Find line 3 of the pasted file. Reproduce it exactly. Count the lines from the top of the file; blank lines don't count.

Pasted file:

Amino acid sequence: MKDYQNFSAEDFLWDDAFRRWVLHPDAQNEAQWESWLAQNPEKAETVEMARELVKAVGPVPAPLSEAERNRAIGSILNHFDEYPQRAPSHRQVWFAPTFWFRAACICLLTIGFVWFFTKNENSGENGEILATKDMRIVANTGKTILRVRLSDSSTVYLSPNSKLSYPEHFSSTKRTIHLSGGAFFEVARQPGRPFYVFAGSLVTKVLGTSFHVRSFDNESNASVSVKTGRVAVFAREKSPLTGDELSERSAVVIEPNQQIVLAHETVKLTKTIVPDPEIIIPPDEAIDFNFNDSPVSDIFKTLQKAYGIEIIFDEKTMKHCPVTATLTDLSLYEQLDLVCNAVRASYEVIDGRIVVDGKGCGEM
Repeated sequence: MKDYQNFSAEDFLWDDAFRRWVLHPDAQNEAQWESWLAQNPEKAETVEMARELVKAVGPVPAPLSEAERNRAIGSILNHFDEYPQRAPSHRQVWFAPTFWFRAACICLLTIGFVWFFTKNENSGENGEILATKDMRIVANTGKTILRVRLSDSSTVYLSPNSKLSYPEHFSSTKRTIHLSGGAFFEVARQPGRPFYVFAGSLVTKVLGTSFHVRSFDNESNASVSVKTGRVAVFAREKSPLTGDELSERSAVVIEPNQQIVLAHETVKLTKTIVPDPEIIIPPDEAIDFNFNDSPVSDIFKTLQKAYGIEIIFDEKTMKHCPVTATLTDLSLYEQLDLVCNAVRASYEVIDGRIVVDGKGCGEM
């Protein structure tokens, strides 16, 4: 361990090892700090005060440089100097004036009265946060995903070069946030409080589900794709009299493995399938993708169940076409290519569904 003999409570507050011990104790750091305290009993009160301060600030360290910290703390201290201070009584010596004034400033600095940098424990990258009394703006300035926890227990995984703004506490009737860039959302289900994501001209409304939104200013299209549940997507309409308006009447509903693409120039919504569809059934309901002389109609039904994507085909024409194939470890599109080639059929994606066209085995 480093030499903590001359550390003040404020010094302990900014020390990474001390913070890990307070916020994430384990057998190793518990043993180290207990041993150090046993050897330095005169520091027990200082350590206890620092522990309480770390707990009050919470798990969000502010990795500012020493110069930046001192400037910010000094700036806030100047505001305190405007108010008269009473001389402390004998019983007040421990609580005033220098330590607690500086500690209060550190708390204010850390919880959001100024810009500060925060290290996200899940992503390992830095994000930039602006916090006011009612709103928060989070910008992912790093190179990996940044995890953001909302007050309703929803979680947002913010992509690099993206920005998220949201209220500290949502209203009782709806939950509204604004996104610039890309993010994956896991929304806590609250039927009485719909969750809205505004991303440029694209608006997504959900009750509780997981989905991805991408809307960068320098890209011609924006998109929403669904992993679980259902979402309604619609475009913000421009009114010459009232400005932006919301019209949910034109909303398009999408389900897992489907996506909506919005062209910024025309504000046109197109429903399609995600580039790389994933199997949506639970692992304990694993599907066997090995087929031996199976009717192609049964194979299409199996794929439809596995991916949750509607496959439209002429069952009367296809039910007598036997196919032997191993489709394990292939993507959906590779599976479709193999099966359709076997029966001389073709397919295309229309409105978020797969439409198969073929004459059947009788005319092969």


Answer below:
């Protein structure tokens, strides 16, 4: 361990090892700090005060440089100097004036009265946060995903070069946030409080589900794709009299493995399938993708169940076409290519569904 003999409570507050011990104790750091305290009993009160301060600030360290910290703390201290201070009584010596004034400033600095940098424990990258009394703006300035926890227990995984703004506490009737860039959302289900994501001209409304939104200013299209549940997507309409308006009447509903693409120039919504569809059934309901002389109609039904994507085909024409194939470890599109080639059929994606066209085995 480093030499903590001359550390003040404020010094302990900014020390990474001390913070890990307070916020994430384990057998190793518990043993180290207990041993150090046993050897330095005169520091027990200082350590206890620092522990309480770390707990009050919470798990969000502010990795500012020493110069930046001192400037910010000094700036806030100047505001305190405007108010008269009473001389402390004998019983007040421990609580005033220098330590607690500086500690209060550190708390204010850390919880959001100024810009500060925060290290996200899940992503390992830095994000930039602006916090006011009612709103928060989070910008992912790093190179990996940044995890953001909302007050309703929803979680947002913010992509690099993206920005998220949201209220500290949502209203009782709806939950509204604004996104610039890309993010994956896991929304806590609250039927009485719909969750809205505004991303440029694209608006997504959900009750509780997981989905991805991408809307960068320098890209011609924006998109929403669904992993679980259902979402309604619609475009913000421009009114010459009232400005932006919301019209949910034109909303398009999408389900897992489907996506909506919005062209910024025309504000046109197109429903399609995600580039790389994933199997949506639970692992304990694993599907066997090995087929031996199976009717192609049964194979299409199996794929439809596995991916949750509607496959439209002429069952009367296809039910007598036997196919032997191993489709394990292939993507959906590779599976479709193999099966359709076997029966001389073709397919295309229309409105978020797969439409198969073929004459059947009788005319092969």